In your essay, you will provide rhetorical analysis of a documentary about a soc

In your essay, you will provide rhetorical analysis of a documentary about a social issue of your choosing. Use the titles given on the “Suggested Documentary List” available in this folder as well as the Week 4 module. If you choose a movie not on the list, please email Professor AK for approval. Please note that each documentary can earn you 5 points for your Civic Engagement Project as well.
In your paper, pay specific attention to the thesis of the documentary and how the director uses rhetorical appeals to persuade their viewer. Think about not just the words, but the visuals and music as well. You can write about one or all of those aspects.
Your essay’s thesis will address the documentary’s purpose and assess how the director attempted to achieve it. Alternatively, your thesis could take a position on their success: Did the film achieve its purpose or not?. Your conclusion should provide your reader with a summation of the rhetoric, as well as your own take away from the piece.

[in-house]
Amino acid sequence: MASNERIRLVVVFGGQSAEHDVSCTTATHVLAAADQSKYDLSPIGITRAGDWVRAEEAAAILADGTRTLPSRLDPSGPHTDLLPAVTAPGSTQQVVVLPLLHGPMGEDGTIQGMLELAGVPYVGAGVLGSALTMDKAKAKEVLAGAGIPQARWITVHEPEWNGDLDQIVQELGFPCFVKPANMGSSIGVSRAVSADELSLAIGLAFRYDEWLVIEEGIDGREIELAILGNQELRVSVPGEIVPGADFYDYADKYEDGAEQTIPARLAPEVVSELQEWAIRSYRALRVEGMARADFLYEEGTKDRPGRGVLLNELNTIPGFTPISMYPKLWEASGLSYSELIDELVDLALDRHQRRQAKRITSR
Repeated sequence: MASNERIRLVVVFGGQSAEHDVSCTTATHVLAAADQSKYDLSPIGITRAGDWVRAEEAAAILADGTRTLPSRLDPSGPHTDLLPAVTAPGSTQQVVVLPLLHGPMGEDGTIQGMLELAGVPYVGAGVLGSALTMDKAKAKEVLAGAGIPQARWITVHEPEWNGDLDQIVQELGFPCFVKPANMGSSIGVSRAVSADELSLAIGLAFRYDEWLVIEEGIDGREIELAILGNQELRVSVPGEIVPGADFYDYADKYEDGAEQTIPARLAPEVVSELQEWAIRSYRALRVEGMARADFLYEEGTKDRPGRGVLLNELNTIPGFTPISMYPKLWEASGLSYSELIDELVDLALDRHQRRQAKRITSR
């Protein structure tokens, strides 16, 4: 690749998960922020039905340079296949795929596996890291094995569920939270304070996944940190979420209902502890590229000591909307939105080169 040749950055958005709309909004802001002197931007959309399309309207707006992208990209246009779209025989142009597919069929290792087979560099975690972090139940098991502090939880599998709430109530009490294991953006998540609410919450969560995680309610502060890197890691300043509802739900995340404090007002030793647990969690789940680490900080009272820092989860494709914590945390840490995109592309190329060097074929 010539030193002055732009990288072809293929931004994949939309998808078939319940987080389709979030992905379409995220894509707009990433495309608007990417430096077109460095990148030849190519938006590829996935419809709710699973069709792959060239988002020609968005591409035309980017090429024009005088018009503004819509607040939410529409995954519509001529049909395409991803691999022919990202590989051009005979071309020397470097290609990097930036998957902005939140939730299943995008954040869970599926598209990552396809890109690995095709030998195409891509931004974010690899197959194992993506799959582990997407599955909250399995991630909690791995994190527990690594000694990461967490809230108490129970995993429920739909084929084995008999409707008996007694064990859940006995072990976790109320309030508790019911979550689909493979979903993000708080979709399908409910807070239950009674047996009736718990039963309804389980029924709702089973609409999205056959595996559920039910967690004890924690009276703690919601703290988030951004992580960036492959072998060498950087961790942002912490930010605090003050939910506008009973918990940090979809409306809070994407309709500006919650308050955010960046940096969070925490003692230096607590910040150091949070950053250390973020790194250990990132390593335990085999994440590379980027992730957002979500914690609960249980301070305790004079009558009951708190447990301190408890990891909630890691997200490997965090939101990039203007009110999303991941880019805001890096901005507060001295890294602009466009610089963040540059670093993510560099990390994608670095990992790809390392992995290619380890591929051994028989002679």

Use the textbook, as well as resources provided on Blackboard and discussed in class to aid in your analysis and composition of the essay.
The grading rubric is below and appears on turnitin.com.
• All essays must include:
• A clear and concise thesis statement that addresses the topic
• Organized body paragraphs which each present and discuss clear, individual points relating to
the thesis
• Support from the text and your analysis/explication of the literature using direct quotations
• Correct citations for support, in MLA format
• See Purdue OWL and the “Resources” folder on Blackboard for help here.
• Active, direct language and strong, clear verbs
• Minimum length: Two pages, typed, double spaced, Times New Roman 12 pt., correct MLA
heading
• Essays must NOT include:
• More than one paragraph of summary or a few summary sentences. You should make
arguments, not provide a summary of the text.
• Excessive pronouns: Pronouns limit your clarity and quality of writing.
• “Be” verbs: They are weak and, in most case

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